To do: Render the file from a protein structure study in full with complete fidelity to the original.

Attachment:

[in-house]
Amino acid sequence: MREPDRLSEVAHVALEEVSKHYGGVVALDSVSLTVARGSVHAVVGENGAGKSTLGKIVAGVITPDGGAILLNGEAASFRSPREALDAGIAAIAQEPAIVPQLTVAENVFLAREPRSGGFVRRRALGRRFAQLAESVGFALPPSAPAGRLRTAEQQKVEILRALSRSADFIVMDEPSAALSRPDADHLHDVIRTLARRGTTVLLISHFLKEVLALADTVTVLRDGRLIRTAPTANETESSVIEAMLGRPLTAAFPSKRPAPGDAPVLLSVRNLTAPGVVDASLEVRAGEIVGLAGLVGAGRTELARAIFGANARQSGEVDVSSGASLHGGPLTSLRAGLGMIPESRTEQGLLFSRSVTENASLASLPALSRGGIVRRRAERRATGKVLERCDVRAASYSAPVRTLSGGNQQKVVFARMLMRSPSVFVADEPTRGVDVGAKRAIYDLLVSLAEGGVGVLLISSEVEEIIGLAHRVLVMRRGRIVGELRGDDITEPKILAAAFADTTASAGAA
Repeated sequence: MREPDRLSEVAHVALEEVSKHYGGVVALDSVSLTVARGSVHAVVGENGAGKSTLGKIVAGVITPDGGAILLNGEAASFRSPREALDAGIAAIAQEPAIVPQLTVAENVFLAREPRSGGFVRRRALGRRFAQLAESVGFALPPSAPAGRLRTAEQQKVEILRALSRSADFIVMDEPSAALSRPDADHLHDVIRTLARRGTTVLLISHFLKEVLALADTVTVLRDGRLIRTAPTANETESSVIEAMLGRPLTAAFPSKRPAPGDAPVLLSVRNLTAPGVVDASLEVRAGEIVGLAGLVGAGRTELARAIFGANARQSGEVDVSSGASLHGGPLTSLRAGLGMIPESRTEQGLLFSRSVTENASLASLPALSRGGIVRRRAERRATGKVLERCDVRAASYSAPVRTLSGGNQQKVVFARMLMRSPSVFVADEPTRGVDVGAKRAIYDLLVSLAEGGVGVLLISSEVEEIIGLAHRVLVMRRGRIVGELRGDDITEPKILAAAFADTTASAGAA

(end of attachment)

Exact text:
[in-house]
Amino acid sequence: MREPDRLSEVAHVALEEVSKHYGGVVALDSVSLTVARGSVHAVVGENGAGKSTLGKIVAGVITPDGGAILLNGEAASFRSPREALDAGIAAIAQEPAIVPQLTVAENVFLAREPRSGGFVRRRALGRRFAQLAESVGFALPPSAPAGRLRTAEQQKVEILRALSRSADFIVMDEPSAALSRPDADHLHDVIRTLARRGTTVLLISHFLKEVLALADTVTVLRDGRLIRTAPTANETESSVIEAMLGRPLTAAFPSKRPAPGDAPVLLSVRNLTAPGVVDASLEVRAGEIVGLAGLVGAGRTELARAIFGANARQSGEVDVSSGASLHGGPLTSLRAGLGMIPESRTEQGLLFSRSVTENASLASLPALSRGGIVRRRAERRATGKVLERCDVRAASYSAPVRTLSGGNQQKVVFARMLMRSPSVFVADEPTRGVDVGAKRAIYDLLVSLAEGGVGVLLISSEVEEIIGLAHRVLVMRRGRIVGELRGDDITEPKILAAAFADTTASAGAA
Repeated sequence: MREPDRLSEVAHVALEEVSKHYGGVVALDSVSLTVARGSVHAVVGENGAGKSTLGKIVAGVITPDGGAILLNGEAASFRSPREALDAGIAAIAQEPAIVPQLTVAENVFLAREPRSGGFVRRRALGRRFAQLAESVGFALPPSAPAGRLRTAEQQKVEILRALSRSADFIVMDEPSAALSRPDADHLHDVIRTLARRGTTVLLISHFLKEVLALADTVTVLRDGRLIRTAPTANETESSVIEAMLGRPLTAAFPSKRPAPGDAPVLLSVRNLTAPGVVDASLEVRAGEIVGLAGLVGAGRTELARAIFGANARQSGEVDVSSGASLHGGPLTSLRAGLGMIPESRTEQGLLFSRSVTENASLASLPALSRGGIVRRRAERRATGKVLERCDVRAASYSAPVRTLSGGNQQKVVFARMLMRSPSVFVADEPTRGVDVGAKRAIYDLLVSLAEGGVGVLLISSEVEEIIGLAHRVLVMRRGRIVGELRGDDITEPKILAAAFADTTASAGAA